Anecdotally, most were in support of a change to the official colours. While brown and gold were long-entrenched (there’s even a song dedicated to the school’s colours that dates back to 1939), many told us the colours were drab and unexciting. However, this kind of focus group feedback needs to be taken with spoonfuls of salt. Change is difficult in post-secondary education, and needs to be approached with a clear rationale.

What they told us: Our symbols don’t reflect who we are today.

The case for updating the visual identity emerged organically as consultation participants took a closer look at the symbols in the existing logo. They said they felt the crown was a clear reference to Canada’s colonial history – which was inconsistent with the university’s prioritization of Indigenous student success and its commitment to reconciliation. The book symbol in the logo was also cited as out-of-step with the modern university – some inferred it as a religious text, while others felt learning was no longer restricted to textbooks.

And so, our direction on this evolving project was made clear: explore an update that modernized the visual identity for the university, and expressed what the U of M stands for today – especially with respect to its commitment to reconciliation with Indigenous peoples in Canada. To this end, our design team immersed itself in a university-led course on Indigenous design principles, which would strongly inform our exploration.

What we saw: A path less travelled.

Prior to creative exploration, we gathered feedback from more than 7,000 university community members: in group discussions, online surveys, and one-on-one conversations. In each intercept, participants had a chance to tell us what they felt the university stood for, and what parts of its history and future were critical to its identity as a higher education institution. These conversations weren’t based in the context of the logo itself, which allowed for richer responses from those who fed back.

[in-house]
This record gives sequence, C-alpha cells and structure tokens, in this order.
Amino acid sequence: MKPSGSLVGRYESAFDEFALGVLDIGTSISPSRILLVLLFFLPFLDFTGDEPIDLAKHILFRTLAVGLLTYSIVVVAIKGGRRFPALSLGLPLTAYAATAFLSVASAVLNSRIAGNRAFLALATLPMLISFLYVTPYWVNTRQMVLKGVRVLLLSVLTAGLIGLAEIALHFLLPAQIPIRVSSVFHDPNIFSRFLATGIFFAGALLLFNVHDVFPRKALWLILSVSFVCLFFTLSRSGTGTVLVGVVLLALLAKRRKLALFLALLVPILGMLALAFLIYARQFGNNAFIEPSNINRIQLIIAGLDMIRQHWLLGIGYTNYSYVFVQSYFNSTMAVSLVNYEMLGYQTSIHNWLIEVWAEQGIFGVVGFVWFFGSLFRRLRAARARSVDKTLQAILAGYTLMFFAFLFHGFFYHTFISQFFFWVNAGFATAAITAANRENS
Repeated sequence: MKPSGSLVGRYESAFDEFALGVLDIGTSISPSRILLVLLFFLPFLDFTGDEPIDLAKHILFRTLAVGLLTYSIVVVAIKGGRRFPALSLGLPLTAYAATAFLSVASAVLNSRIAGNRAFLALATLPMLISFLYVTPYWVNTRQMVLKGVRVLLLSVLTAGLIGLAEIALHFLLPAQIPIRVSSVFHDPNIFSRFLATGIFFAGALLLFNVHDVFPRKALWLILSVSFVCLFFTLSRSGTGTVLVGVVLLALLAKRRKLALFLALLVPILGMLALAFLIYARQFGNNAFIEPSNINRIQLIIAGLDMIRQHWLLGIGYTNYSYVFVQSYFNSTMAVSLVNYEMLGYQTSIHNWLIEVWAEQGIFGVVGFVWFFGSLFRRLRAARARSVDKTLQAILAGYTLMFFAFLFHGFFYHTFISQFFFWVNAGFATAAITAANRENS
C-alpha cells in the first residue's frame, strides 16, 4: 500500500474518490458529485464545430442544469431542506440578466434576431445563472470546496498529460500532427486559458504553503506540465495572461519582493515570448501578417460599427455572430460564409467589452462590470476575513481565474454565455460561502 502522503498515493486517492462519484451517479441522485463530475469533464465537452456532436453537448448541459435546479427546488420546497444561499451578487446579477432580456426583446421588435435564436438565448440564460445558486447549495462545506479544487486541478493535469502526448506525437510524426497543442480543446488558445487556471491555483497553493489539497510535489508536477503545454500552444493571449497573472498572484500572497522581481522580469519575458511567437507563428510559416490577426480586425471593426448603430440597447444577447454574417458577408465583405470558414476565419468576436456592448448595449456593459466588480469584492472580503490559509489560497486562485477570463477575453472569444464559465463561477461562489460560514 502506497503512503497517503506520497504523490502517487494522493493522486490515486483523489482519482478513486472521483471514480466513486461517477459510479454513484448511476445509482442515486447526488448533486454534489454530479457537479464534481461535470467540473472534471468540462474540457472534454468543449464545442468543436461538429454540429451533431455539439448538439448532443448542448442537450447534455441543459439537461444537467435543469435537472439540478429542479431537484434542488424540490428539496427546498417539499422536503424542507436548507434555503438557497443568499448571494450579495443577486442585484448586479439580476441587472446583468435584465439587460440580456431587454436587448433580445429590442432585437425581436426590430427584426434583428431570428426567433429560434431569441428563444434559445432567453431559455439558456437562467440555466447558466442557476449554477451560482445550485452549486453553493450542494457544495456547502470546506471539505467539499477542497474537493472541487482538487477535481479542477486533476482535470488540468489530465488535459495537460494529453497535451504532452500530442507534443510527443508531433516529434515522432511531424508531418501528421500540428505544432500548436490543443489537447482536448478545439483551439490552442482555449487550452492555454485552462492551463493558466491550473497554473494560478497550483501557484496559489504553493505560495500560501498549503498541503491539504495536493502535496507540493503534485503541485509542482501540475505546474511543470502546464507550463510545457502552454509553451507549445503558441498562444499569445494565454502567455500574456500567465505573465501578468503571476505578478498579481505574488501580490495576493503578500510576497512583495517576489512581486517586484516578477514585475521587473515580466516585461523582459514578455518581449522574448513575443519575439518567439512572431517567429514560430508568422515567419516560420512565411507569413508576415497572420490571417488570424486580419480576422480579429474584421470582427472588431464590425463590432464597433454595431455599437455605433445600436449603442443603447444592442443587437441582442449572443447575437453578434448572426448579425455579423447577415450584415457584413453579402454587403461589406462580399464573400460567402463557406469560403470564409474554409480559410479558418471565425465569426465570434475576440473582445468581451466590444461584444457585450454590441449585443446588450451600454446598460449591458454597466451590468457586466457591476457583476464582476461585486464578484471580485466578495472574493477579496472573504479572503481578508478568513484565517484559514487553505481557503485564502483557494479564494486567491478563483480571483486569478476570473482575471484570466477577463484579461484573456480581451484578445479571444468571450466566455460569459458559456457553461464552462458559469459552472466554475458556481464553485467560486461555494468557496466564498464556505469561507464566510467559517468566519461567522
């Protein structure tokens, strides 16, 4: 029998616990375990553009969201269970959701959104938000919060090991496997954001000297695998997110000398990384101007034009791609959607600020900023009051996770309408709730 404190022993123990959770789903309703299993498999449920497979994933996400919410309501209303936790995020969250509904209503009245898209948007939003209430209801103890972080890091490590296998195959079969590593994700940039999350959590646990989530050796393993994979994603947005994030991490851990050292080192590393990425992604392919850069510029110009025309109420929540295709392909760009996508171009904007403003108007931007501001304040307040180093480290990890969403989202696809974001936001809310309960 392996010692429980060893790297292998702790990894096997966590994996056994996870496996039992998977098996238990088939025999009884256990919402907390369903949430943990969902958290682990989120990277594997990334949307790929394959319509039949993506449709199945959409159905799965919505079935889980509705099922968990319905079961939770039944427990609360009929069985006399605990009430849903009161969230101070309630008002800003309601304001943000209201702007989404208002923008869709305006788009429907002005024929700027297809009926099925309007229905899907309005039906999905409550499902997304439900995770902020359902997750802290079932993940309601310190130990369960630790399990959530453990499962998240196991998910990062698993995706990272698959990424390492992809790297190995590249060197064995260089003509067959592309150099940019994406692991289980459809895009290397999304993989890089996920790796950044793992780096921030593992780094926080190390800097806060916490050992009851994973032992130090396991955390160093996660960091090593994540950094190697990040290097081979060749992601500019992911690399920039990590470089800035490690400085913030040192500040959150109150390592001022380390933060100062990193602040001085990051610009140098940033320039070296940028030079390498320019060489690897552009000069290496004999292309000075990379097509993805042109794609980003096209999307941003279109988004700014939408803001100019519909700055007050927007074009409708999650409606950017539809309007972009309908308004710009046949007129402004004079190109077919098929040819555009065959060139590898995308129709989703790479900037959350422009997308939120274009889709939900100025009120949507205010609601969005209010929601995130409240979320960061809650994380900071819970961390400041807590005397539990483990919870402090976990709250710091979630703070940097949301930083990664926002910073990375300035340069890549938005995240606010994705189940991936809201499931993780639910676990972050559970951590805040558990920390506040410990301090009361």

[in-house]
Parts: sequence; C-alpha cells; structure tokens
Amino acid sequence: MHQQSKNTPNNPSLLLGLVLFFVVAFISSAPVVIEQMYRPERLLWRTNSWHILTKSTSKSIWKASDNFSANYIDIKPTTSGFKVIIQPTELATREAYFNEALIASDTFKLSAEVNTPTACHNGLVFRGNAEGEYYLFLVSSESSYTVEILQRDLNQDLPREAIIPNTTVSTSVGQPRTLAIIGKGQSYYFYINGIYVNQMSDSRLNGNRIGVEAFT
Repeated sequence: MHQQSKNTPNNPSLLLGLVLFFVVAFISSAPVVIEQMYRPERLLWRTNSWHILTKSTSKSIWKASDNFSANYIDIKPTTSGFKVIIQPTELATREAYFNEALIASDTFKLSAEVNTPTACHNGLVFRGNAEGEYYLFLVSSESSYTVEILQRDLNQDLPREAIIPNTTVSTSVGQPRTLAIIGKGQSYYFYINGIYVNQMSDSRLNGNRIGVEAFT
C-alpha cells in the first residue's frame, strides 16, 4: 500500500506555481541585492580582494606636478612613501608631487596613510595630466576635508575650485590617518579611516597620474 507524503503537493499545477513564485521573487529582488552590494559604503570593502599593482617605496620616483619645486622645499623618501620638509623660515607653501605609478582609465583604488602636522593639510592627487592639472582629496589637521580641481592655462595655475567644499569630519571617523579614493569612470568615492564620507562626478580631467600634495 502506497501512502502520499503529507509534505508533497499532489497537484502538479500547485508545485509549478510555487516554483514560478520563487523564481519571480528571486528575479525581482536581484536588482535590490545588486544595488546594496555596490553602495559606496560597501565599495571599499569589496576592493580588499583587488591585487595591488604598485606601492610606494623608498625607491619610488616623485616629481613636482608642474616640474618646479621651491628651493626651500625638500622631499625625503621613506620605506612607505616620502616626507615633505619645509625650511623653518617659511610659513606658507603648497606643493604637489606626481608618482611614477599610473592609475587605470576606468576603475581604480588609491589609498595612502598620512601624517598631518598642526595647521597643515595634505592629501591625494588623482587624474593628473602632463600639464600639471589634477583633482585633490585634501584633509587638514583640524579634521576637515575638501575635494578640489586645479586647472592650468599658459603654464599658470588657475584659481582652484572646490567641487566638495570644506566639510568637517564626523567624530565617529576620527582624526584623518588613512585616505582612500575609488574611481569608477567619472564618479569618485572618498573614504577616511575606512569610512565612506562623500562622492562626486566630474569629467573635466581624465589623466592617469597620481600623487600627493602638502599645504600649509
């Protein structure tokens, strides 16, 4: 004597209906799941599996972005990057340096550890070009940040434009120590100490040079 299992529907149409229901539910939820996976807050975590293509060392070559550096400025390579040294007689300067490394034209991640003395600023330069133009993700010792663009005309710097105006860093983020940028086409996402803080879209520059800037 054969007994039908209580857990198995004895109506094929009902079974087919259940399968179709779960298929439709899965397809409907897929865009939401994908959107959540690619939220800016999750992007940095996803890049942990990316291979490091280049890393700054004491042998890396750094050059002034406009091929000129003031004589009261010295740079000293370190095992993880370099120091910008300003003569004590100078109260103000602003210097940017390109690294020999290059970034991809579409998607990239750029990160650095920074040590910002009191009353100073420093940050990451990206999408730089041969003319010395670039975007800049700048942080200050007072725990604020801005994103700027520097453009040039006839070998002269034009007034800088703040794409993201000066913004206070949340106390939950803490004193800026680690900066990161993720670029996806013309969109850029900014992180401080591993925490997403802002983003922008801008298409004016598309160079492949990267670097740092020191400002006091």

After years of embracing an award-winning brand expression founded in the idea ‘where you are shapes who you are’, it was no surprise that the resilience and resourcefulness of Manitobans featured prominently in the conversations. So too did the sentiment that the bison is still a strong symbol of collective spirit and has importance in many Indigenous cultures. The prairie horizon was also referenced – though participants noticed that the topography of Manitoba varies widely from region to region. Finally, the natural wonder of the northern lights was also referenced as a phenomenon strongly associated with the province.

A less overt theme of ‘opportunity’ also emerged and served as a visual cue. Participants spoke of the University of Manitoba – among the top 15 research universities in the country – as a place where people exceed expectations and can achieve and accomplish as much as graduates from better-known institutions. This inspired a notion of breaking limits and boundaries – a notion we implemented in the container of the graphic solution.

The updated University of Manitoba ‘crest.’

While the silhouette of the revised visual identity was crest-shaped, the new graphic was not contained in a heraldic shield – one of many attributes of the new symbol that would appear familiar but break with tradition. The visual identity was instead a collection of shapes, with negative space between them, creating a sense of openness in the logo mark. The most prominent of these areas runs through the centre of the symbol as a path that – by virtue of having no border – feels unrestrained.